The hundreds of licensed building officials, inspectors and plans examiners in South Carolina have the job of making sure that building safety isn’t compromised, and the Building Officials Association of South Carolina supports them in this vitally important work.
The Building Officials Association of South Carolina, which affiliated with the Municipal Association of South Carolina in 2017, focuses on training for its members. The affiliate's 2019 Annual Meeting, for example, covered such topics the International Building Code requirements for building size, sprinklers and mixed-use occupancies, as well as what the IBC has to say about building rental spaces and making them fire resistant.
Building Officials Association of SC members testifying on behalf of 2018 building codes updates NOW in the Senate LCI Regulatory subcimmittee— Scott Slatton (@ScottMuniSC) March 13, 2019
They’re helping to protect life and safety in #StrongSCCities@MuniAssnSC pic.twitter.com/G3PlNHy1qC
The affiliation between BOASC and the Municipal Association has led to a greater focus by each group on State House legislation that impacts building regulations in South Carolina. The BOASC membership and the Municipal Association’s legislative team stay involved with lawmakers and stakeholders on the issues, and testify at hearings on pending legislation. Here are some examples of building regulation bills that are active in the current 2019 – 2020 session and that have received attention and input from BOASC and the Municipal Association:
- H4327 – This bill came about because of concerns that IBC standards for sprinkler systems are too burdensome in cases where a commercial kitchen is used in the agritourism industry. In simpler terms, this would apply to a barn that’s rented out for weddings, and food is prepared at the barn. This scenario can easily lead to the property owner being required to install a sprinkler system costing $30,000 or more. BOASC engaged with the SC Building Codes Council and General Assembly to modify the number of attendees that would trigger the sprinkler requirement. As currently amended, the bill’s threshold is 300 people. For lower numbers of people, other safety measures, like smoke detectors and fire extinguishers would still be required.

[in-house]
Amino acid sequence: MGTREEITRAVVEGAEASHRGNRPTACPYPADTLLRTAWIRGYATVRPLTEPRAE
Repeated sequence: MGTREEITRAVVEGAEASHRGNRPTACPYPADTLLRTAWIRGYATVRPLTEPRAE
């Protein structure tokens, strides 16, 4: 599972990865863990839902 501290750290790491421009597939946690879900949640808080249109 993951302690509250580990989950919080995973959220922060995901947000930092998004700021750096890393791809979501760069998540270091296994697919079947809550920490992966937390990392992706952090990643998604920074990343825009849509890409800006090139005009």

- S796 – This bill emerged from the concern that the requirement in state law for the SC Building Codes Council to update residential building codes every three years is too burdensome for home builders. The current bill changes the timeline for updates to the residential codes after the most recent publication of code updates.
- S757 – This bill would require all municipalities and county governments looking to adopt ordinances that would impact the cost of building housing to first prepare an analysis of the impact of the potential costs. Preparing such reports could itself be costly for local governments whenever their councils take action on home construction.
@Edisto_Island Bldg Ofcl & Building Officials Association of SC President Patrick Brown testifying NOW in the House in favor of proposed 2018 updates to the SC building codes to make doing business in #StrongSCCities easier@MuniAssnSC pic.twitter.com/0vdLyytWWo— Scott Slatton (@ScottMuniSC) February 21, 2019
Those interested in getting involved with the Building Officials Association of SC can learn more here.